I’ve always considered myself as a pretty average photographer, who just happens to find himself and his camera in un-average places. That was until last year when I gave a slideshow at the Gigon film festival in Northern Spain. The talk when t well, and afterwards the organiser came up and told me my climbing photos where the best he’d ever seen. Knowing that Heinz Zak had done a slideshow the year before, I asked if his weren’t better. “No” he said “he is only a photographer….you are an artist!”
Well I’m not sold on the idea, but lots of people e-mail asking about photography, so here’s a simple list of thoughts and ideas that might help those who aspire to be more than just a photographer!
Take a camera
Yes it may sound obvious but many people don’t take a camera. In my opinion there is always something to shoot, and leaving your camera at home will guarantee you miss some amazing shot…like Concorde crashing into the Orion Face or something.
Don’t get hung up with technology (don’t be a camera nerd)
There are those who take photos and there are those who talk about them. What you shoot is far more important than what you shoot it with, be it a mobile phone, disposable camera or a home made pin hole job. The image gives the photo life, not it’s DPI, and in my experience it’s out of focus, thumb obscured shots that people remember. Real life isn’t 300 dpi, it’s also not in focus…well not if it’s any good.
Have your camera where you can us it
It’s no good having your camera in your rucksack lid. Get a camera pouch, hang it around your neck, stick it in a pocket.
Take photos when you leave want to
The best climbing shots, and by that I don’t me possed mag porn shots, are similar to good war photography. They are real and are dangerous to catch. Mid-pitch, mid storm, mental breakdown, they show a climber and climbers at their most vulnerable.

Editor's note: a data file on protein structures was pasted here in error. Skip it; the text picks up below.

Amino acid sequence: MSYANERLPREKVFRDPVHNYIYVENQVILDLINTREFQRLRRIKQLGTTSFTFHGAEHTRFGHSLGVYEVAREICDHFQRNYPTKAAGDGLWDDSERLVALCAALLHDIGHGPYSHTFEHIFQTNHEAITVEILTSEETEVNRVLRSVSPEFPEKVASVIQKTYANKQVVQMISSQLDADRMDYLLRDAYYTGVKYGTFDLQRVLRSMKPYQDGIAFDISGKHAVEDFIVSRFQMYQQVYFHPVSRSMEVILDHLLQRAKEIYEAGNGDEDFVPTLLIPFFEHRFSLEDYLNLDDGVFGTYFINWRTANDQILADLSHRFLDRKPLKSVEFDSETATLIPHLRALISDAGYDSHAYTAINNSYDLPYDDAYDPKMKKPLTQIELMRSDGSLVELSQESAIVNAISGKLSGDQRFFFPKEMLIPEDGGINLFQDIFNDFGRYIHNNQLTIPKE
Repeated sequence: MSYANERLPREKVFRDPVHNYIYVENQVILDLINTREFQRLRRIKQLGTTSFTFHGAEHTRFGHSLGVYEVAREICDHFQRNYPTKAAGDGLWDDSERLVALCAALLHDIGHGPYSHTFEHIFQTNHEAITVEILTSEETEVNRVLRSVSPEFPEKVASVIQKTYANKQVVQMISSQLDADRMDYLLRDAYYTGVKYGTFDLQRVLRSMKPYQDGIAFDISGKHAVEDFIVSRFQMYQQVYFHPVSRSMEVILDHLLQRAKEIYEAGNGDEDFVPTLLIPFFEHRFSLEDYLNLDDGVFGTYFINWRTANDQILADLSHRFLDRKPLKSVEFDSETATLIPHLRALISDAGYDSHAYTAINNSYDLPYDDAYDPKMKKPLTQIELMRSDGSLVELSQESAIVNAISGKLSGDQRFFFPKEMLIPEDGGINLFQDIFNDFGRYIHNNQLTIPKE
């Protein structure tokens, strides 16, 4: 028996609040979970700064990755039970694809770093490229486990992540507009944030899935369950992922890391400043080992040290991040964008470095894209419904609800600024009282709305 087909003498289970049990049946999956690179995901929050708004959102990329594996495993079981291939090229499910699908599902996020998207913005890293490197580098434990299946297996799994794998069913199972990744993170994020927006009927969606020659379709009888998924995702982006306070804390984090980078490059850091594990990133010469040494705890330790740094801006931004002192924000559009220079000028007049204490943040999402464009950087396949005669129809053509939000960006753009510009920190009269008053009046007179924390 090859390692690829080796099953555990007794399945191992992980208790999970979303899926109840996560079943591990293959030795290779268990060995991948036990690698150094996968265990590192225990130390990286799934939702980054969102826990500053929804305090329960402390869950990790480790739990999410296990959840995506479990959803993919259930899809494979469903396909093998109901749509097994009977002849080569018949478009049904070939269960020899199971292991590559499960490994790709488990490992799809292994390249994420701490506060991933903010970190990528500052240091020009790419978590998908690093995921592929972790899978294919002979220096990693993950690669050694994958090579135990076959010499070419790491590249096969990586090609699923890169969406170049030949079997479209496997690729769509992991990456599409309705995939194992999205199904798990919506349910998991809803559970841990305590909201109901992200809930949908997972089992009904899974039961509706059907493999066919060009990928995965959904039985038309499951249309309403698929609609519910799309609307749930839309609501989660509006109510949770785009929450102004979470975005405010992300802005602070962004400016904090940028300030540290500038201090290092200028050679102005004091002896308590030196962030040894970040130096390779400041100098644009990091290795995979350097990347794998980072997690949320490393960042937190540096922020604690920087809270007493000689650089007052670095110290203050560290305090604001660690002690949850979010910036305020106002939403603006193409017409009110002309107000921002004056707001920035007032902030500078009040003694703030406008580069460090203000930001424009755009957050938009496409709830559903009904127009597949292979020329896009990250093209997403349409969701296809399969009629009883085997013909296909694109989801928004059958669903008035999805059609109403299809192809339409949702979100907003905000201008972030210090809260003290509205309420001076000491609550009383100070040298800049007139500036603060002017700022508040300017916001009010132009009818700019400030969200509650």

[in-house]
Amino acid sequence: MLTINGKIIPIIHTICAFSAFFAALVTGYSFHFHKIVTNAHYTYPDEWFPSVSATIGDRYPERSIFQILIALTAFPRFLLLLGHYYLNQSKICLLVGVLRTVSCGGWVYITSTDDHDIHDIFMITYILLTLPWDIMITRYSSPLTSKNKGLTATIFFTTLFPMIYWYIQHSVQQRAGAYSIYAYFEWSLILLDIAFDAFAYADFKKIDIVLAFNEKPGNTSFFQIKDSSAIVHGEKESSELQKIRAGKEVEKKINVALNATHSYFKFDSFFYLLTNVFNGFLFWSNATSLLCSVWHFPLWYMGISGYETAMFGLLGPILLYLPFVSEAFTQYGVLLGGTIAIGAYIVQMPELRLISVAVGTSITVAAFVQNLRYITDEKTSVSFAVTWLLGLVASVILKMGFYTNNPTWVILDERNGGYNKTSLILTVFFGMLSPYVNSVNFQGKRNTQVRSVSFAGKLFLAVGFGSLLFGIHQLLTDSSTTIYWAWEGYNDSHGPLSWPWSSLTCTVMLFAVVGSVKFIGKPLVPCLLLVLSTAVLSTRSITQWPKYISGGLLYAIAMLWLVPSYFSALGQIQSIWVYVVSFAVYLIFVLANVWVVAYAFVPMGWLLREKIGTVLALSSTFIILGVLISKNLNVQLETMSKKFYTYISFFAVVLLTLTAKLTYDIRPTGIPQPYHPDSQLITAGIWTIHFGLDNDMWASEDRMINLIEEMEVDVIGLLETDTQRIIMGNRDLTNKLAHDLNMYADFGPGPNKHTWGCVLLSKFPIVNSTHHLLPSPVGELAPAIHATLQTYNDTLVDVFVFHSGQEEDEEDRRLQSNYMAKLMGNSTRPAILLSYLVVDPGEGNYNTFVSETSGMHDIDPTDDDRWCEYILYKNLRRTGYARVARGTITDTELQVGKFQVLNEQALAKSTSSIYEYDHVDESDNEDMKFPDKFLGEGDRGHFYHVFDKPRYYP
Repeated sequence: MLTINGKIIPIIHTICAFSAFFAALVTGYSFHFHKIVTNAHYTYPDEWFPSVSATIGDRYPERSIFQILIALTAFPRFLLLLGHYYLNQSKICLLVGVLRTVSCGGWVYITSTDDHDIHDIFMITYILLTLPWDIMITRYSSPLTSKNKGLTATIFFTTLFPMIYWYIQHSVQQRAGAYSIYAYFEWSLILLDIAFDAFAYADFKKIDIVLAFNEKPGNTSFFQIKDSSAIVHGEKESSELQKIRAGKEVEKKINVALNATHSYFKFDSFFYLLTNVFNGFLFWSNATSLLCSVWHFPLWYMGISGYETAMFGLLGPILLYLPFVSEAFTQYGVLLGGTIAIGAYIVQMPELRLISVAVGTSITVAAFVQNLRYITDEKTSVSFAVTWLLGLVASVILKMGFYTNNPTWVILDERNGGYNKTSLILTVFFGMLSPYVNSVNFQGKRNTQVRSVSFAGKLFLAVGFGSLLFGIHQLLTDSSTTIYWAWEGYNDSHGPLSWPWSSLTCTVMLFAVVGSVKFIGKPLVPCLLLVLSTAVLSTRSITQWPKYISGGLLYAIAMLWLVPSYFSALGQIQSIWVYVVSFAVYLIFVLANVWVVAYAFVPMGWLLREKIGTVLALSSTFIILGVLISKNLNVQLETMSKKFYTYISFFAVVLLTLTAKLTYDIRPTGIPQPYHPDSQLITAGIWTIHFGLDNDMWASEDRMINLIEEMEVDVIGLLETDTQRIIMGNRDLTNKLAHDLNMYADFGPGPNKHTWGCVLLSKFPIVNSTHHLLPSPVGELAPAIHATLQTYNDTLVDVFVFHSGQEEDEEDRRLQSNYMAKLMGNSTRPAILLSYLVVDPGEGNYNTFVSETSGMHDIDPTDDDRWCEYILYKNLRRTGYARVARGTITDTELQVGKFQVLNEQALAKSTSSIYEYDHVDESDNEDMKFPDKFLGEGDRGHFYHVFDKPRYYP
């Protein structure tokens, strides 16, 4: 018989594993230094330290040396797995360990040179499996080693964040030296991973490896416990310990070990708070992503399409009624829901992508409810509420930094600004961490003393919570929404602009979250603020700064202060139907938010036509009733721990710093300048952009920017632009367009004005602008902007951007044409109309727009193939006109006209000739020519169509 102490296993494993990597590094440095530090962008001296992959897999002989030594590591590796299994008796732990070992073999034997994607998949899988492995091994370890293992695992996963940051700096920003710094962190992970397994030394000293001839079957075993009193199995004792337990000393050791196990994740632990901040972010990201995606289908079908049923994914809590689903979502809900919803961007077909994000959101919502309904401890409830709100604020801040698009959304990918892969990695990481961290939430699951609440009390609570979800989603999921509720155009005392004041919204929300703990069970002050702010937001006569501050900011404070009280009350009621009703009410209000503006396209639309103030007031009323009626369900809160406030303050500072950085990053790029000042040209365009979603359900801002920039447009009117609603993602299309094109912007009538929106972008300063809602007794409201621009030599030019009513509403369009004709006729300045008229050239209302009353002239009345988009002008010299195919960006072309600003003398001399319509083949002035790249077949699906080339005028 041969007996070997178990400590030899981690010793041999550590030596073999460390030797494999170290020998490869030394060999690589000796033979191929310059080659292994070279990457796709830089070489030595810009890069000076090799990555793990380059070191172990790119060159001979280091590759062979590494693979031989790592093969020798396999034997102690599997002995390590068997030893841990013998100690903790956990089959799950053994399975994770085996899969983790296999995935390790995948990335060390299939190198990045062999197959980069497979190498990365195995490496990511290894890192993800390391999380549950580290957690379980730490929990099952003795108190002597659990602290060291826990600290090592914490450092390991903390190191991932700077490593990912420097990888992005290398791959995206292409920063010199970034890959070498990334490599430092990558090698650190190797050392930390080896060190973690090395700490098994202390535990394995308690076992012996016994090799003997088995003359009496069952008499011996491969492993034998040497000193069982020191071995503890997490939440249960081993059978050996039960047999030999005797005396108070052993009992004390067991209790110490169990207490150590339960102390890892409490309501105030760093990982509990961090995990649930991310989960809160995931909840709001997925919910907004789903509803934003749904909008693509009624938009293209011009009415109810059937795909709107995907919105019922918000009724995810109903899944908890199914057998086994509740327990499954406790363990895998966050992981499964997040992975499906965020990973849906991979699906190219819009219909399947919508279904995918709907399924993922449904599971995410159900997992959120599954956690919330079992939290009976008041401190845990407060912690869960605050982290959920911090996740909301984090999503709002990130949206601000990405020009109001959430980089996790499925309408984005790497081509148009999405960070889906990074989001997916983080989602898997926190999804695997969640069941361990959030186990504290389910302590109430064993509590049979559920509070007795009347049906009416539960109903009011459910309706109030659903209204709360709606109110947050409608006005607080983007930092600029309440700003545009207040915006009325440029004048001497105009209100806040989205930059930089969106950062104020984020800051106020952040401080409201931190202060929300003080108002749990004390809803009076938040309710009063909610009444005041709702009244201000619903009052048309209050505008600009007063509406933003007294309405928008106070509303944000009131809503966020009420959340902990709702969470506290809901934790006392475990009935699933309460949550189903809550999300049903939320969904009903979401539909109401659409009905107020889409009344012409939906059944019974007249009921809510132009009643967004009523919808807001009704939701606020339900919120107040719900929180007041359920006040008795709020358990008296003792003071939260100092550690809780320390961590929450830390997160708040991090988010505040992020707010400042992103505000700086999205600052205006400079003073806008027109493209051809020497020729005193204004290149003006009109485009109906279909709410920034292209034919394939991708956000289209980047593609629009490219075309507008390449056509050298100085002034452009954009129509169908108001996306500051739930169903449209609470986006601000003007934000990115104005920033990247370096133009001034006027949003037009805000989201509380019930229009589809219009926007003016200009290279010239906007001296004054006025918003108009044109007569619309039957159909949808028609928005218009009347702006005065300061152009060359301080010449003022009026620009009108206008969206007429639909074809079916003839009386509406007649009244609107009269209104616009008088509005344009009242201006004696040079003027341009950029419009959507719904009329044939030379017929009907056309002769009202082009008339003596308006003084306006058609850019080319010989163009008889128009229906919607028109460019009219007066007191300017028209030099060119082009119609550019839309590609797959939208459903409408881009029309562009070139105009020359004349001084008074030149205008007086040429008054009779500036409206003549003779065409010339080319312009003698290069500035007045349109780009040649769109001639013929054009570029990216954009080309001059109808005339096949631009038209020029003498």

Catch people off guard
I hate the shots in mags where the climber knows they are being shot. What you see isn’t the real climber, it’s what the climber wants you to see. A good example of this are wanky shots of people slacklining. Give me a break. A good example are the images from Steve Houses ‘s ascent of Nanga Parbat. Basically you need to shoot people when they are at their most pissed off, scared or vulnerable. So no saying cheese. People like Dean Potter only exist in magazines.
Take lots of shots
Digital or slide, make sure you take lots of shots. Try and photograph each part of the climb, everything from getting out of the car to getting back to the car. Imagine you have to make a slideshow out of the climb.
A good portrait of a knackered friend or climbing partner will tell far more than a shot of a crag. take shots both in portrait and landscape, placing the head and shoulder to either end of the frame.
Don’t forget details
What is it that you remember about a climb? Is it the big things or the small? Why not capture both. Take shots of frozen krabs, your partners crampon points, helmet stickers, you name it.
Act up for the camera
Humour is what keeps most climbers sane, so make sure you capture it. Crazy faces, stupid visual gags, naked men with sheep. These shots are gold dust!
Look at other photographer’s images
One of the best places to check out great candid shots is the Patagonia catalogue. Find photographers you like and get ideas from their shots. Look beyond climbing by looking in photo books by documentary photographers.
Keep it real
Don’t let magazines skew your view of good climbing photography. Do what you do, and show it to who wants to see it.
Andrew Kirkpatrick is a British mountaineer, author, motivational speaker and monologist. He is best known as a big wall climber, having scaled Yosemite's El Capitan 30+ times, including five solo ascents, and two one day ascents, as well as climbing in Patagonia, Africa, Alaska, Antarctica and the Alps.Follow @ Instagram